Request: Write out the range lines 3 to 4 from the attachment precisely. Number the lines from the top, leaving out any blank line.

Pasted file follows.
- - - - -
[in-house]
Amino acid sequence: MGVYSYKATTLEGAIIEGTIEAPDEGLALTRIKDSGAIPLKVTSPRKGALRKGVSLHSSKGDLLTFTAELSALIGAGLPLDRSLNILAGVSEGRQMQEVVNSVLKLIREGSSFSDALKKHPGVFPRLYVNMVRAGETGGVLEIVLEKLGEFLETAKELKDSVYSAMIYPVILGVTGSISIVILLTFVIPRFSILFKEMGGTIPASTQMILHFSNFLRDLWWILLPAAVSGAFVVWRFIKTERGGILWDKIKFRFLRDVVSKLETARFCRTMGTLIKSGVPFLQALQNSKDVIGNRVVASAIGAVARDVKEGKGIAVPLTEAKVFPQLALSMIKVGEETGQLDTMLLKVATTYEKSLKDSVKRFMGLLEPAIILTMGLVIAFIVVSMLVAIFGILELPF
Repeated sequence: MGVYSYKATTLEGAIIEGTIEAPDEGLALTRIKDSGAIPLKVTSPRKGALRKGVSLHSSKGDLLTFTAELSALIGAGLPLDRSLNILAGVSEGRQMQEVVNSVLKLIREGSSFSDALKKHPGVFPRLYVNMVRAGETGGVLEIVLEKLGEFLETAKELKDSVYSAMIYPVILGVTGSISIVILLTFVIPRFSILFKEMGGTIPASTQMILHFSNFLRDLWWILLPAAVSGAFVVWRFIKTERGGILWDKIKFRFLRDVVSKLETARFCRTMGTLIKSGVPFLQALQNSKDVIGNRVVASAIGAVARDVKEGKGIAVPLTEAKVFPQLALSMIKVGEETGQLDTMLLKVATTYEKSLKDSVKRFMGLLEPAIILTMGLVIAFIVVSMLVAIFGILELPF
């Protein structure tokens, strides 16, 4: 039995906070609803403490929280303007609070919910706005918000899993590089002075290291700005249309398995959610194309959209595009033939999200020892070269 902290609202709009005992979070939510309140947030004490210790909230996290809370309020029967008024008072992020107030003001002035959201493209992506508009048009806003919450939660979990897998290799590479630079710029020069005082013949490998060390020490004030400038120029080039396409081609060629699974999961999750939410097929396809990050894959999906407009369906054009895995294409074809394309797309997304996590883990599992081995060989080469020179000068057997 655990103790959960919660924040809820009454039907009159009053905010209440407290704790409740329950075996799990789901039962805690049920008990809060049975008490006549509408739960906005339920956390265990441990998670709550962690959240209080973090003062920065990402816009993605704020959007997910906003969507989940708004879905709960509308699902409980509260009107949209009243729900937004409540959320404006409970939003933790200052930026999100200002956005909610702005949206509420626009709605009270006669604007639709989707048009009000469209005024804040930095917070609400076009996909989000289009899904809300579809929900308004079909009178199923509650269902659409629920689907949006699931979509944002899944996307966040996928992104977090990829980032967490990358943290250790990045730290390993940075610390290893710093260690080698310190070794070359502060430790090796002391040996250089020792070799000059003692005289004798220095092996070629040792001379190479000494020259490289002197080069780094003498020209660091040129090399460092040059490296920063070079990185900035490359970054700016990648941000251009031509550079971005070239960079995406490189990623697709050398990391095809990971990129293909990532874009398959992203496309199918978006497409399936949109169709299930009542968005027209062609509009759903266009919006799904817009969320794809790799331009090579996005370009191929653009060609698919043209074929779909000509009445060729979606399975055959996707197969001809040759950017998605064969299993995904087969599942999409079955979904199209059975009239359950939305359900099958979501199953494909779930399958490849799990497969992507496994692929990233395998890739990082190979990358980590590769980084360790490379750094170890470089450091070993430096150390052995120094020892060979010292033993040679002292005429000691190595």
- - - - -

Repeated sequence: MGVYSYKATTLEGAIIEGTIEAPDEGLALTRIKDSGAIPLKVTSPRKGALRKGVSLHSSKGDLLTFTAELSALIGAGLPLDRSLNILAGVSEGRQMQEVVNSVLKLIREGSSFSDALKKHPGVFPRLYVNMVRAGETGGVLEIVLEKLGEFLETAKELKDSVYSAMIYPVILGVTGSISIVILLTFVIPRFSILFKEMGGTIPASTQMILHFSNFLRDLWWILLPAAVSGAFVVWRFIKTERGGILWDKIKFRFLRDVVSKLETARFCRTMGTLIKSGVPFLQALQNSKDVIGNRVVASAIGAVARDVKEGKGIAVPLTEAKVFPQLALSMIKVGEETGQLDTMLLKVATTYEKSLKDSVKRFMGLLEPAIILTMGLVIAFIVVSMLVAIFGILELPF
């Protein structure tokens, strides 16, 4: 039995906070609803403490929280303007609070919910706005918000899993590089002075290291700005249309398995959610194309959209595009033939999200020892070269 902290609202709009005992979070939510309140947030004490210790909230996290809370309020029967008024008072992020107030003001002035959201493209992506508009048009806003919450939660979990897998290799590479630079710029020069005082013949490998060390020490004030400038120029080039396409081609060629699974999961999750939410097929396809990050894959999906407009369906054009895995294409074809394309797309997304996590883990599992081995060989080469020179000068057997 655990103790959960919660924040809820009454039907009159009053905010209440407290704790409740329950075996799990789901039962805690049920008990809060049975008490006549509408739960906005339920956390265990441990998670709550962690959240209080973090003062920065990402816009993605704020959007997910906003969507989940708004879905709960509308699902409980509260009107949209009243729900937004409540959320404006409970939003933790200052930026999100200002956005909610702005949206509420626009709605009270006669604007639709989707048009009000469209005024804040930095917070609400076009996909989000289009899904809300579809929900308004079909009178199923509650269902659409629920689907949006699931979509944002899944996307966040996928992104977090990829980032967490990358943290250790990045730290390993940075610390290893710093260690080698310190070794070359502060430790090796002391040996250089020792070799000059003692005289004798220095092996070629040792001379190479000494020259490289002197080069780094003498020209660091040129090399460092040059490296920063070079990185900035490359970054700016990648941000251009031509550079971005070239960079995406490189990623697709050398990391095809990971990129293909990532874009398959992203496309199918978006497409399936949109169709299930009542968005027209062609509009759903266009919006799904817009969320794809790799331009090579996005370009191929653009060609698919043209074929779909000509009445060729979606399975055959996707197969001809040759950017998605064969299993995904087969599942999409079955979904199209059975009239359950939305359900099958979501199953494909779930399958490849799990497969992507496994692929990233395998890739990082190979990358980590590769980084360790490379750094170890470089450091070993430096150390052995120094020892060979010292033993040679002292005429000691190595």